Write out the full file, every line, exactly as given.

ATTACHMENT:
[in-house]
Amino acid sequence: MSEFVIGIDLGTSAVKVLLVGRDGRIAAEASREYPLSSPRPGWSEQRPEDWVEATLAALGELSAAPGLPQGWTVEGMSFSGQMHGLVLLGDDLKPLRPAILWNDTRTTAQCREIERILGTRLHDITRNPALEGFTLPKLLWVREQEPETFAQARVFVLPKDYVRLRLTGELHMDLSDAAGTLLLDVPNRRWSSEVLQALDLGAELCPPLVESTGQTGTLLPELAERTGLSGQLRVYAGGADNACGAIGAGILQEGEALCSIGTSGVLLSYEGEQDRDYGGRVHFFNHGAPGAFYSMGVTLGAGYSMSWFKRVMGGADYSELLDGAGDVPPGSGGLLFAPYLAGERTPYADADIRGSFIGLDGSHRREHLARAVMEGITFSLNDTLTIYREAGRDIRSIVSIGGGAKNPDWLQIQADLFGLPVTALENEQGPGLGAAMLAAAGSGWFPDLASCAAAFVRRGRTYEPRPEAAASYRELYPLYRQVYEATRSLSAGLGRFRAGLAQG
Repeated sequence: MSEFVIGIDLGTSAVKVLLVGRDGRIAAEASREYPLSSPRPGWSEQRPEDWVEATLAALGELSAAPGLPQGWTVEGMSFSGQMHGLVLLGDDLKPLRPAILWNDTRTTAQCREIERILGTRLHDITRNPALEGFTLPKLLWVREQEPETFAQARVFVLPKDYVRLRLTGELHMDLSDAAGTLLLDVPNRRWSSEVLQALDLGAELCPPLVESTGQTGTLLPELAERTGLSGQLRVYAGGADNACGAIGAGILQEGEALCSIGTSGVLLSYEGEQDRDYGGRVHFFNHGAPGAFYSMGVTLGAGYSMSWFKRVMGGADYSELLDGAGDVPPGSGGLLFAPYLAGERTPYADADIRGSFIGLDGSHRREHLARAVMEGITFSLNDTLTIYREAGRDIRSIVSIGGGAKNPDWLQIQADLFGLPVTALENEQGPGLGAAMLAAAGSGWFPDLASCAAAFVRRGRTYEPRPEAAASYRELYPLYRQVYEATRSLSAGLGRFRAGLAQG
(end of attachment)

[in-house]
Amino acid sequence: MSEFVIGIDLGTSAVKVLLVGRDGRIAAEASREYPLSSPRPGWSEQRPEDWVEATLAALGELSAAPGLPQGWTVEGMSFSGQMHGLVLLGDDLKPLRPAILWNDTRTTAQCREIERILGTRLHDITRNPALEGFTLPKLLWVREQEPETFAQARVFVLPKDYVRLRLTGELHMDLSDAAGTLLLDVPNRRWSSEVLQALDLGAELCPPLVESTGQTGTLLPELAERTGLSGQLRVYAGGADNACGAIGAGILQEGEALCSIGTSGVLLSYEGEQDRDYGGRVHFFNHGAPGAFYSMGVTLGAGYSMSWFKRVMGGADYSELLDGAGDVPPGSGGLLFAPYLAGERTPYADADIRGSFIGLDGSHRREHLARAVMEGITFSLNDTLTIYREAGRDIRSIVSIGGGAKNPDWLQIQADLFGLPVTALENEQGPGLGAAMLAAAGSGWFPDLASCAAAFVRRGRTYEPRPEAAASYRELYPLYRQVYEATRSLSAGLGRFRAGLAQG
Repeated sequence: MSEFVIGIDLGTSAVKVLLVGRDGRIAAEASREYPLSSPRPGWSEQRPEDWVEATLAALGELSAAPGLPQGWTVEGMSFSGQMHGLVLLGDDLKPLRPAILWNDTRTTAQCREIERILGTRLHDITRNPALEGFTLPKLLWVREQEPETFAQARVFVLPKDYVRLRLTGELHMDLSDAAGTLLLDVPNRRWSSEVLQALDLGAELCPPLVESTGQTGTLLPELAERTGLSGQLRVYAGGADNACGAIGAGILQEGEALCSIGTSGVLLSYEGEQDRDYGGRVHFFNHGAPGAFYSMGVTLGAGYSMSWFKRVMGGADYSELLDGAGDVPPGSGGLLFAPYLAGERTPYADADIRGSFIGLDGSHRREHLARAVMEGITFSLNDTLTIYREAGRDIRSIVSIGGGAKNPDWLQIQADLFGLPVTALENEQGPGLGAAMLAAAGSGWFPDLASCAAAFVRRGRTYEPRPEAAASYRELYPLYRQVYEATRSLSAGLGRFRAGLAQG